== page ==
I wanna talk to him and tell him that i feel miserable but i don’t know how. :( im too afraid with everything. I cheated on him once and decided to stop it to focus on our marriage. I’ve tried really tried but the urge keeps coming back.

    I don’t know what to do. :( now, i feel that our marriage is at stake. Sexual intimacy is very poor even though he’s trying his best to please me and he’s starting to get mad about this.

    I know i just need to be open about my feelings but i don’t know if he will accept if i tell him what i want. For sure he won’t. He loves me so much and he doesn’t want me to share to anyone. He’s a nice guy, sometimes i felt he doesn’t deserve me.

    Please help.


  3. Marco
    13 July, 2015 at 19:02

    Dear Susie,

    I am so sorry that your comment got lost on my site.

    I’m not sure if you are still looking for the answers you posted here, but I will respond nonetheless.

    There are many, many couples living in the kind of lonely isolation from each other that you describe. Indeed there is nothing more lonely than being married and sleeping next to someone with whom you have no connection – or ability to break through the deadlock of this lack of communication.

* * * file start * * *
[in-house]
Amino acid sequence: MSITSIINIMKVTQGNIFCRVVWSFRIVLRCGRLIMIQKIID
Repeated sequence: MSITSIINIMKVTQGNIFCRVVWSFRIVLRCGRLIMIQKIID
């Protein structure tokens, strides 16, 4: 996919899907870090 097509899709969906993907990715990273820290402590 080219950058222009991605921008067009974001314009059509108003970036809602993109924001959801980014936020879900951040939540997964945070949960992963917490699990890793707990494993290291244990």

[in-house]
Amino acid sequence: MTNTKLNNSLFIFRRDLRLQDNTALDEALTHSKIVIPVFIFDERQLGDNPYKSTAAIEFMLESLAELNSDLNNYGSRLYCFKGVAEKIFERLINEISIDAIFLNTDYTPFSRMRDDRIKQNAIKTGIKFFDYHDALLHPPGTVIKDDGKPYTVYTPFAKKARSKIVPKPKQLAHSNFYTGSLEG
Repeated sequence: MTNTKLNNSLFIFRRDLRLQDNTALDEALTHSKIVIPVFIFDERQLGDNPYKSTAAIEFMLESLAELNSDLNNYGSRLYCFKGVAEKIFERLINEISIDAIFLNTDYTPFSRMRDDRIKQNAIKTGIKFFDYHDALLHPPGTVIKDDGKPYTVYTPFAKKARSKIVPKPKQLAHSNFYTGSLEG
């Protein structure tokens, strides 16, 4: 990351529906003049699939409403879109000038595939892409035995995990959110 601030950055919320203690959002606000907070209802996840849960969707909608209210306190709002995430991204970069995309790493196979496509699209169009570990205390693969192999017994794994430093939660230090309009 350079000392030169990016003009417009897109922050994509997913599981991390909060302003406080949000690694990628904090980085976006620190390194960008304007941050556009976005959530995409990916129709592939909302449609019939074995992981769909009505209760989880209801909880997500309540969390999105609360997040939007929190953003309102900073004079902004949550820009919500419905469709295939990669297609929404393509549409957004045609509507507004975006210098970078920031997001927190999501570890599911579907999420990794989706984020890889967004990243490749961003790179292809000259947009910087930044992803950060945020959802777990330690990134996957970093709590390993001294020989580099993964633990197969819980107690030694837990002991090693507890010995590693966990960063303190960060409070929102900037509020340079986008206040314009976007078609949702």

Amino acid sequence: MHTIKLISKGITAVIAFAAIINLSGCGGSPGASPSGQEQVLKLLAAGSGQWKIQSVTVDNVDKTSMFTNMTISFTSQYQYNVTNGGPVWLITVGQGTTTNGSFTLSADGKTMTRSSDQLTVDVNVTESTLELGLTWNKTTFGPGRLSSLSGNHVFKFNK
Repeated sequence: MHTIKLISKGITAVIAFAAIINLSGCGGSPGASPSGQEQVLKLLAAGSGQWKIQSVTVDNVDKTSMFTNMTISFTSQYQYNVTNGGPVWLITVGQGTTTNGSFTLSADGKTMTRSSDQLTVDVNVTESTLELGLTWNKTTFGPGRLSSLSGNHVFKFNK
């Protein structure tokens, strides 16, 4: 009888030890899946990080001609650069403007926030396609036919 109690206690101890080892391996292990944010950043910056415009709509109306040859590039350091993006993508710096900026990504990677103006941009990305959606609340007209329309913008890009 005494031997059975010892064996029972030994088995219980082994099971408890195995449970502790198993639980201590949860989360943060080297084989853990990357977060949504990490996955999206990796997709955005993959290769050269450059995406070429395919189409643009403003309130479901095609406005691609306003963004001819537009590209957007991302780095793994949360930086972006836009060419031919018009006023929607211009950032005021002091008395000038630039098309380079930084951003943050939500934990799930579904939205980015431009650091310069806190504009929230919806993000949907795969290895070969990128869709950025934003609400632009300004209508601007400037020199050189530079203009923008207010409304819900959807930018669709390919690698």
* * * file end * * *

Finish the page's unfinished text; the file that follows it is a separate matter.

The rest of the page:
In your case, the rift seems to be around your husband’s sexuality, and both your inability to talk about it. But this is only one of a myriad of reasons why couples close down and turn away from each other. The big issue here is communication.

    The lack of communication cannot be blamed on one or the other – as it takes two to tango. You are both responsible for 50% of this relationship.

    As the partner of someone who is in denial about his SSA (same sex attraction), it is your job to do whatever you can to make it safe for your husband to open up. It is also your job to relentlessly, compassionately, persistently pressure him to open up.